5 Lessons Learned from the 2017 Solar Eclipse

First of all I am grateful for the chance to experice the 2017 solar eclipse within the path of totality. It was a powerful, heart-pounding spiritual experience and an a milestone life moment. We spend tons of time planning WHERE we would go and WHAT TIME we would arrive there. However, in retrospect there were five things I should have paid more attention to. I hope God allows me to live long enough and I hope God grants me the mobility to experience the 2024 Solar Eclipse. Here are five things lessons learned from 2017 that I would apply to 2024.
1. Arrive early. In 2017, our commute was only 2 hours and we drove in the morning of the eclipse. This provided plenty of time. However, if I had to travel out of state or a substantial distance, I would advise arriving the night prior to the event. We arrived in plenty of time however, a lot of stress could be added trying to arrive by a certain time.
2. Pack a lunch. One horrible error I made was not packing food and water. We had a perfect venue – Cedars of Lebanon State Park – but it was remote. Unprepared, I stood in a food truck line for over an hour. This was precious time I could have spent basking in the moment.
3. Sit back & relax. Remember. This is the eclipse, possibly a once-in-a-lifetime moment. Therefore, minimize distractions and bask in the moment and privilege of being alive to witness it. Grab your most comfortable posture and take it all in. It is indeed a spiritual experience worthy of awe and wonder.
4. At the 2 minute moment of total eclipse–If you are in the Totality Path it’s OK to remove your solar glasses. The biggest lesson I learned was that if you are privileged enough to be viewing within the path of totality, you can actually view the the event without solar glasses during the two-minute moment. I was shackled by paranoia and I kept my glasses on the entire time in 2017; for a few seconds I peeked at the reflection in my car window. I’m glad I saw something, but now I know I could have seen more.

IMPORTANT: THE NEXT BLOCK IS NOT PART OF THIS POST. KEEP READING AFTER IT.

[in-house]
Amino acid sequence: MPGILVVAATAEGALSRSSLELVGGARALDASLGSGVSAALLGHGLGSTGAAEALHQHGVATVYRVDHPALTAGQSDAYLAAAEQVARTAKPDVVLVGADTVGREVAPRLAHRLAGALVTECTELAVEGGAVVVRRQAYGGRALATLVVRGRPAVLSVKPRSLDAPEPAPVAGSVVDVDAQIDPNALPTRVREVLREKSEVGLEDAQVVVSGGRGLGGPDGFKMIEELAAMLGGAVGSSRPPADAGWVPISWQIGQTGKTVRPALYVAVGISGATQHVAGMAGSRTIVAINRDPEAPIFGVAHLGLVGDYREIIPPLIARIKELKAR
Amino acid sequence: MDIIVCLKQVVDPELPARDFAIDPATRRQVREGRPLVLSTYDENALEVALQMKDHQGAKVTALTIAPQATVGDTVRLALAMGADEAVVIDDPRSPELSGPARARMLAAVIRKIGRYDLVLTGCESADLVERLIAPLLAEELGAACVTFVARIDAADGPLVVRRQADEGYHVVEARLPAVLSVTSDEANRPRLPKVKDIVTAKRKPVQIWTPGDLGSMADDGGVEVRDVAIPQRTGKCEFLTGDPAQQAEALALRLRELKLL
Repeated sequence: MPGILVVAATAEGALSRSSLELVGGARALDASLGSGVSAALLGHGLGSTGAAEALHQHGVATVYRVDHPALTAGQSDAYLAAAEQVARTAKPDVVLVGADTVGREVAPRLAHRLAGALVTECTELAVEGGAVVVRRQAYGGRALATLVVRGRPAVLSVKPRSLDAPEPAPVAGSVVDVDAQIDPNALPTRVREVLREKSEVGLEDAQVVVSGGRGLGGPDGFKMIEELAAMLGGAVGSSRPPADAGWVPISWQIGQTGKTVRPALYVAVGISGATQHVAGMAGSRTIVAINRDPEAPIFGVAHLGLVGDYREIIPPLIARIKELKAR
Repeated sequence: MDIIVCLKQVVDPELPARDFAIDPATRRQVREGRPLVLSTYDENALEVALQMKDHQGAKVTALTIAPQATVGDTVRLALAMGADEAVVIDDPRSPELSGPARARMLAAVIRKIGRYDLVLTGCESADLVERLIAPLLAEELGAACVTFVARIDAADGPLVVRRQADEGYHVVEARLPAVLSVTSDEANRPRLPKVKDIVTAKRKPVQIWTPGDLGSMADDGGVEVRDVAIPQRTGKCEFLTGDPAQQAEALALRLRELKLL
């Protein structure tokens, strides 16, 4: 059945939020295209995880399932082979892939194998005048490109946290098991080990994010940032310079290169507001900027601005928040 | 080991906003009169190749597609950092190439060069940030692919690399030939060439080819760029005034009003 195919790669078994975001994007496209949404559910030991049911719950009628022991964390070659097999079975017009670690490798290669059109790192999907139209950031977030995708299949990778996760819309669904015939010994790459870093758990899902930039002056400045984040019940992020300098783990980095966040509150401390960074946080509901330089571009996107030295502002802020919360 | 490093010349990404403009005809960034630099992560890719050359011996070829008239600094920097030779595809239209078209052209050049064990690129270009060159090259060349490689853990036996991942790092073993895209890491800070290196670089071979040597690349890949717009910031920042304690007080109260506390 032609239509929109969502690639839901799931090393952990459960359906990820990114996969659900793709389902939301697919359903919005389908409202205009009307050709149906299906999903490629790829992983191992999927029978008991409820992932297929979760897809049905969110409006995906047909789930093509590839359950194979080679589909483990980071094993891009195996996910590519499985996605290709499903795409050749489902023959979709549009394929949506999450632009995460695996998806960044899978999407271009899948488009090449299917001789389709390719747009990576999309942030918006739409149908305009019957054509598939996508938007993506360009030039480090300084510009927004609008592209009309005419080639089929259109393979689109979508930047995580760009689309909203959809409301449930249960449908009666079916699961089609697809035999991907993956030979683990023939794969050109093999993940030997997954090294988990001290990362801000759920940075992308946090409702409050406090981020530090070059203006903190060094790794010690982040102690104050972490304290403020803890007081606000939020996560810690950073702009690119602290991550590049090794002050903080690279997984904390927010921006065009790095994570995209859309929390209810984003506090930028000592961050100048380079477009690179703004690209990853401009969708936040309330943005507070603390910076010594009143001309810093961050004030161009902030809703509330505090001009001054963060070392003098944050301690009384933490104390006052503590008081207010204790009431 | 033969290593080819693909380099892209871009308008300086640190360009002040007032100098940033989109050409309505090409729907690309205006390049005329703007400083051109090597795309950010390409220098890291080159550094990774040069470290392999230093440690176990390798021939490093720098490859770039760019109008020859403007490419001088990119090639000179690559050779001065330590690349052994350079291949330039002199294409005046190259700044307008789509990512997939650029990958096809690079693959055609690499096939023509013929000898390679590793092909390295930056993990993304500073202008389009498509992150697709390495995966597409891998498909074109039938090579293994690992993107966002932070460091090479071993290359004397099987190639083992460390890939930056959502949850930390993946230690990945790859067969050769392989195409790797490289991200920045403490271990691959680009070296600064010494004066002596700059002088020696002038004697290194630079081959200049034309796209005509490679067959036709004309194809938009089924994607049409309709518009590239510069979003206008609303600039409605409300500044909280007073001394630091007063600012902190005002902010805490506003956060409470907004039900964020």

5. Put the camera down. In today’s social media and information age, volumes of people will be archiving the moment. It’s OK if you don’t take the perfect picture or video, because someone else will – probably with a more powerful device. So again, put the camera down and back in the moment – it is indeed a sight to behold and a priceless moment in time.

Screenshot_2017-08-21-23-50-29Corban Swain Photography - Solar Eclipse 2017

T shirt from Cedars of Lebanon State Park
August 21, 2017 Solar Eclipse Day commemorative T shirt
Cedars of Lebanon is an unforgettable Solar Eclipse venue
Cedars of Lebanon State Park in Lebanon, Tennessee, August 21, 2017
wp-1503527511800.
This is what basking in the moment looks like: Sit back. Relax. Take it all in.
I hope God allows me to live long enough and I hope God grants me the mobility to experience the 2024 Solar Eclipse. I want to apply these 2017 lessons learned to 2024.

3 thoughts on “5 Lessons Learned from the 2017 Solar Eclipse

  1. I did not see the eclipse outside I view it on Tv. I think you for sharing your information of the eclipse with us. You and Corban looks so good. Where was Rod? Thank you kindly. Love you, Aunt Dot

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